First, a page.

Dianthus – Hardy Pinks, Sweet William, Carnation,
The Pinks and the Sweet Williams are still one of the old-fashioned favorites for the garden. There are many species and varieties, nearly all of which make dense tufts of grass-like growth.
The Sweet William (Dianthus barbatus) is gorgeous when in bloom. The early English writers used to tell us that the narrow-leaved varieties were called Sweet Johns and the broad-leaved sorts Sweet Williams. However, the sweetness and beauty of the flowers compensate for the lack of knowledge about their namesakes. The color scheme ranges from purest white to blackest red with an infinite number of variations and combinations of colors. The pink sort, known as Newport Pink, is a very desirable one with a distinct new color which florists call watermelon-pink or salmony-rose. The Sweet Williams grow from 1 foot to 1 1/2 feet tall and bloom all Summer. The flowers are arranged in large clusters of bloom and those which are ringed and spotted are very novel.
The Clove or Garden Pinks (D. plumarius) are low growing plants which bloom in early Spring. The single and double flowers have fringed or jagged petals and are very fragrant. The colors range from white to bright scarlet and are very dainty, growing above a dense tuft of gray-green, grass-like leaves.
The Chinese Pinks (D. chinensis, var Heddewigii) is a biennial; that is, the seeds must be planted every year in order to have flowers the next. They also have a wide range of color and markings and are very popular. The double forms are especially attractive and the petals are often deeply and oddly cut. These sorts lack fragrance. They bloom .later than the others and last till frost-time.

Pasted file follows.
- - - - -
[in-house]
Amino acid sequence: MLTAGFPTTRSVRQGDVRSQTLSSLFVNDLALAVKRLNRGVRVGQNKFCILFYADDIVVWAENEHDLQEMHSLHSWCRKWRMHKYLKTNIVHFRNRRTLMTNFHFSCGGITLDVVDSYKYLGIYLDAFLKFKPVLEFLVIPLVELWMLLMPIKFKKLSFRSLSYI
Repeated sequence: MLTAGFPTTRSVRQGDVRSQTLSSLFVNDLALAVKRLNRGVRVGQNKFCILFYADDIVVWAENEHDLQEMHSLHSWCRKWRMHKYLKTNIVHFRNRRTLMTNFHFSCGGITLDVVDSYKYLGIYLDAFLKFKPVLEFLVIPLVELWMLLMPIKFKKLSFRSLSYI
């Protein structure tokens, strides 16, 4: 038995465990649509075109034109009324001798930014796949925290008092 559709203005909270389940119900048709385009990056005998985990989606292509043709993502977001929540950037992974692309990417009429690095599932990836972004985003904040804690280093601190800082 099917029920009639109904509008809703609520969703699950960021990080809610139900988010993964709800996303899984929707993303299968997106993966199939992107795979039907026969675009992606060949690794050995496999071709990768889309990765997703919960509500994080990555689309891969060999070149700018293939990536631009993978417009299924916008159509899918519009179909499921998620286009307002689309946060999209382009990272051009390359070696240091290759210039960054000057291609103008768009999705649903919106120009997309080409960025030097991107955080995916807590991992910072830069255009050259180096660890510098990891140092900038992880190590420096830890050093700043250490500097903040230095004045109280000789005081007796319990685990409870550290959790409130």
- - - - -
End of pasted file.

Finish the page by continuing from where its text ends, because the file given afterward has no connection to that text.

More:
Another interesting sort with flowers much like a Carnation is D. latifolius alrococcineus, the Everblooming Sweet William, which has intense crimson, double flowers. The plants grow 18 inches tall and are constantly in bloom in Summer.
Among the dwarf varieties are found the Maiden Pink (D. deltoides), a dwarf trailer with rosy-pink or white flowers which open from, June to August.
How to use Dianthus
The Pinks are very fragrant and free bloomers. They are good for cutting, and for the rock garden, together with the drawfer sorts. All are good for edgings or to use in borders.
Where to plant Dianthus
All of the above Pinks, are of easy culture and except for the Sweet William and the Chinese Pinks, last for many years. All like a warm soil and one that will not become too wet at any time. The plants will die out quickly if the soil is not well drained. They should be divided often, else the plants will choke themselves out. The Sweet William should be treated as a biennial, sowing the seed each year. When not propagated each year the plants and flowers are not as large.
How to grow Dianthus from seed
These plants often self-sow. They are all readily propagated from seeds sown in rich soil in April or May, although good sized plants may be grown from seed sown in Midsummer. The double sorts must be propagated from cuttings if they are to come true. Layering has proven the easiest and surest way of propagating the Garden Pinks (D. plumarins).
Maiden Pink, Grass Pink, Pheasant’s Eye, Chinese Pink, Picotee,